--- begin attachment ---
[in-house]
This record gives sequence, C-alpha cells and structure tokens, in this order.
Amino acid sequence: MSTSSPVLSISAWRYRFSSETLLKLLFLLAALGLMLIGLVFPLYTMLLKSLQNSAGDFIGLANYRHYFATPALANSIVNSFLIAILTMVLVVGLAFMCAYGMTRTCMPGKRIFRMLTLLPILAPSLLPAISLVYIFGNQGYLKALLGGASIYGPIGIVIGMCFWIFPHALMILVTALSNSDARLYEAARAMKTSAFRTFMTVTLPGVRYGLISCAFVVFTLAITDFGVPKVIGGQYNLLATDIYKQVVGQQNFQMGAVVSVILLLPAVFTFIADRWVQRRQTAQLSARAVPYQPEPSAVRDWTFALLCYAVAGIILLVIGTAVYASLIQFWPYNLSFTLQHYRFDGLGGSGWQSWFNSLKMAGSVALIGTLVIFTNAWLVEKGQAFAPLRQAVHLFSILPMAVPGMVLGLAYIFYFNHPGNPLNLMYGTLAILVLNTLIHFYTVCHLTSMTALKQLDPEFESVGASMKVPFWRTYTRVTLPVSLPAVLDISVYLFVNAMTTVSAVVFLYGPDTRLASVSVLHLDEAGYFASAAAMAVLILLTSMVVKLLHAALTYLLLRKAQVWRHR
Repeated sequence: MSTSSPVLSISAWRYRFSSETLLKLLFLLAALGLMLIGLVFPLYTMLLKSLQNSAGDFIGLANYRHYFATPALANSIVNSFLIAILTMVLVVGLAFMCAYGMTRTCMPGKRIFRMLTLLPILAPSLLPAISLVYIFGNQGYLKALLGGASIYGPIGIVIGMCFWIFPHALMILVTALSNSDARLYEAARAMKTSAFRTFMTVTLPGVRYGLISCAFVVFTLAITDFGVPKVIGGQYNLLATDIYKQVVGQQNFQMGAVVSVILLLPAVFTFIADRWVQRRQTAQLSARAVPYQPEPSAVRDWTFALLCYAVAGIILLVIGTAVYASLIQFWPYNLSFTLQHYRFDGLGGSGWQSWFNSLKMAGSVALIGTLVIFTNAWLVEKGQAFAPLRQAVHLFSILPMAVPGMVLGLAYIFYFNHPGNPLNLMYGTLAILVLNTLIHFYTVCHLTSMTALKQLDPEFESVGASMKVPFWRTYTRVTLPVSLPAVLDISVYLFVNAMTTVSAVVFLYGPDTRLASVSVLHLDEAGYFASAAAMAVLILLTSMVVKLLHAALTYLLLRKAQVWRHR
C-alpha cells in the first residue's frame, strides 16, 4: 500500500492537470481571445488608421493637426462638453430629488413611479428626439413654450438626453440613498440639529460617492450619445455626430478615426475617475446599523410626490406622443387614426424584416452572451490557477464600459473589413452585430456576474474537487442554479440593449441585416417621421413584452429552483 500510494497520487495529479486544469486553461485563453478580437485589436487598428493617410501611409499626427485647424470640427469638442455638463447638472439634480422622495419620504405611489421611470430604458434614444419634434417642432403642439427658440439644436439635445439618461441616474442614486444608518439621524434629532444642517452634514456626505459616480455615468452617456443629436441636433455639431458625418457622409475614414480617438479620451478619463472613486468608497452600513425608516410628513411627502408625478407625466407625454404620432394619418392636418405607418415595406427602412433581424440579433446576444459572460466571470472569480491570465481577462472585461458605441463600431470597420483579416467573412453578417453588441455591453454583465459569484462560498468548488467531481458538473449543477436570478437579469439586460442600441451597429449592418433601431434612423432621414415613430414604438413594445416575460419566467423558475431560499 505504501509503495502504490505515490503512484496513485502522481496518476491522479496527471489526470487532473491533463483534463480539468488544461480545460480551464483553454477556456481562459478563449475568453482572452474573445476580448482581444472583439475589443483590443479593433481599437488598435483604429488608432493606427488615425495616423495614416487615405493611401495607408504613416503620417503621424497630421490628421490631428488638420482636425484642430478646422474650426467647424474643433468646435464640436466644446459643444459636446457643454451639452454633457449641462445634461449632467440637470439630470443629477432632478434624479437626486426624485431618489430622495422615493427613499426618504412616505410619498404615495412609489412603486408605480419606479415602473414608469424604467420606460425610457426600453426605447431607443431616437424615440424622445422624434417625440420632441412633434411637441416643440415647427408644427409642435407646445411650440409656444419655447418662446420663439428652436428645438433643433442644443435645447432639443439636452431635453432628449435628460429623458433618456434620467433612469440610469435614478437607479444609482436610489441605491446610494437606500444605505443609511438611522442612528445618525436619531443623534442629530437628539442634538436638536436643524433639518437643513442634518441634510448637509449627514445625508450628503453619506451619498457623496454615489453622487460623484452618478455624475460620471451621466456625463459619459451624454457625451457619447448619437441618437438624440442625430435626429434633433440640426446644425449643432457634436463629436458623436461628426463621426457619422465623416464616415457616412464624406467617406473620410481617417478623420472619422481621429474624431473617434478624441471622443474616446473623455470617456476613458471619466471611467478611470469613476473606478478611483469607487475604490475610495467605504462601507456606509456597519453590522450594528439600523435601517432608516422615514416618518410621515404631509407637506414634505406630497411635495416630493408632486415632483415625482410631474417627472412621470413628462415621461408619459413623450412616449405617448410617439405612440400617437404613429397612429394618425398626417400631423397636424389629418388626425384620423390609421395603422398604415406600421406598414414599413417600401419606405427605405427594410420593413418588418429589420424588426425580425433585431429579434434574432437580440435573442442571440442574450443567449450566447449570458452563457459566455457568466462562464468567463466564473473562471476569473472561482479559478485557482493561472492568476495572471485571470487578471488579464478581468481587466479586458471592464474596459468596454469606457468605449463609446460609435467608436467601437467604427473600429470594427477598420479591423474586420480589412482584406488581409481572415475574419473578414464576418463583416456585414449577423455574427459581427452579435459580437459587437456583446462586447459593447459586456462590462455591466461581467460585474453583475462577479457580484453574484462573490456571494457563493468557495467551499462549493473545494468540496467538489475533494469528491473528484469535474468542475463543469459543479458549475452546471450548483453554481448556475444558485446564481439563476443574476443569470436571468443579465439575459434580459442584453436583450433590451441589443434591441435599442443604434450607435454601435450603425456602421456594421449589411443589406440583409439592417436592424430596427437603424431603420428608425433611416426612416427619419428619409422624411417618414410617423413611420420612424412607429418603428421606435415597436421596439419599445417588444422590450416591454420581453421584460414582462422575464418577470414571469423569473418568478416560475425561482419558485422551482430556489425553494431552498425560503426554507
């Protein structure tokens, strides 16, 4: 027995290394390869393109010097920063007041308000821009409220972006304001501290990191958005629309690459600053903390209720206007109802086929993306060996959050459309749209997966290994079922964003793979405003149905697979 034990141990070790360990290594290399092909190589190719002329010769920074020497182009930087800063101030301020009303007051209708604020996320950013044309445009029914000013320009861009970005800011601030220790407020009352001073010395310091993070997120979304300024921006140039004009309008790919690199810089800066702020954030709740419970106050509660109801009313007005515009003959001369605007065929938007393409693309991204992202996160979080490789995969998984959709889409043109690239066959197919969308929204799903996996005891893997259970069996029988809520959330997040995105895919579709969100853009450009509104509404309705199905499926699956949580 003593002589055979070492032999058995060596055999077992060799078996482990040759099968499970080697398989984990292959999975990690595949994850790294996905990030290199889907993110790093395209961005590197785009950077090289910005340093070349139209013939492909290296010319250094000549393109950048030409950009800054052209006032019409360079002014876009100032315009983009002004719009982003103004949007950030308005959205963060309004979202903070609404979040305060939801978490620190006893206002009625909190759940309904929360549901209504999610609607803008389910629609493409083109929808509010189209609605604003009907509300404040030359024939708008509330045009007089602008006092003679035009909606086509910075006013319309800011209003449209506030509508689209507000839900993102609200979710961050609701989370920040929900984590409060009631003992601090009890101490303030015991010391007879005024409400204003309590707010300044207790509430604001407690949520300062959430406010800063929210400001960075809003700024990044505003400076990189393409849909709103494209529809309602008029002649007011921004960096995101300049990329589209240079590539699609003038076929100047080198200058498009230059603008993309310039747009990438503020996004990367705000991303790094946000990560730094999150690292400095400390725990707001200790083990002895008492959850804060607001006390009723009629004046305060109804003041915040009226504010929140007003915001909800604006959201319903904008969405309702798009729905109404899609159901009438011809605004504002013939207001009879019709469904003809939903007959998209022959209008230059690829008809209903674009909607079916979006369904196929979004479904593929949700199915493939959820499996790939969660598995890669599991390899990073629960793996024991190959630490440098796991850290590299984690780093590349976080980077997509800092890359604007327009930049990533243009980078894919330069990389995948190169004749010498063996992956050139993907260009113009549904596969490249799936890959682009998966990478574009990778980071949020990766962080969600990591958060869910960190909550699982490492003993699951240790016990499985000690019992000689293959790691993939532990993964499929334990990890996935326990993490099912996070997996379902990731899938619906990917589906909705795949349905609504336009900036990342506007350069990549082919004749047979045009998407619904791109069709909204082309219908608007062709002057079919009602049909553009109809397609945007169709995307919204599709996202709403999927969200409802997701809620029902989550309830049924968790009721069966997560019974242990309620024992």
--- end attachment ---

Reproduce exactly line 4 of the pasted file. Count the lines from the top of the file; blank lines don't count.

Repeated sequence: MSTSSPVLSISAWRYRFSSETLLKLLFLLAALGLMLIGLVFPLYTMLLKSLQNSAGDFIGLANYRHYFATPALANSIVNSFLIAILTMVLVVGLAFMCAYGMTRTCMPGKRIFRMLTLLPILAPSLLPAISLVYIFGNQGYLKALLGGASIYGPIGIVIGMCFWIFPHALMILVTALSNSDARLYEAARAMKTSAFRTFMTVTLPGVRYGLISCAFVVFTLAITDFGVPKVIGGQYNLLATDIYKQVVGQQNFQMGAVVSVILLLPAVFTFIADRWVQRRQTAQLSARAVPYQPEPSAVRDWTFALLCYAVAGIILLVIGTAVYASLIQFWPYNLSFTLQHYRFDGLGGSGWQSWFNSLKMAGSVALIGTLVIFTNAWLVEKGQAFAPLRQAVHLFSILPMAVPGMVLGLAYIFYFNHPGNPLNLMYGTLAILVLNTLIHFYTVCHLTSMTALKQLDPEFESVGASMKVPFWRTYTRVTLPVSLPAVLDISVYLFVNAMTTVSAVVFLYGPDTRLASVSVLHLDEAGYFASAAAMAVLILLTSMVVKLLHAALTYLLLRKAQVWRHR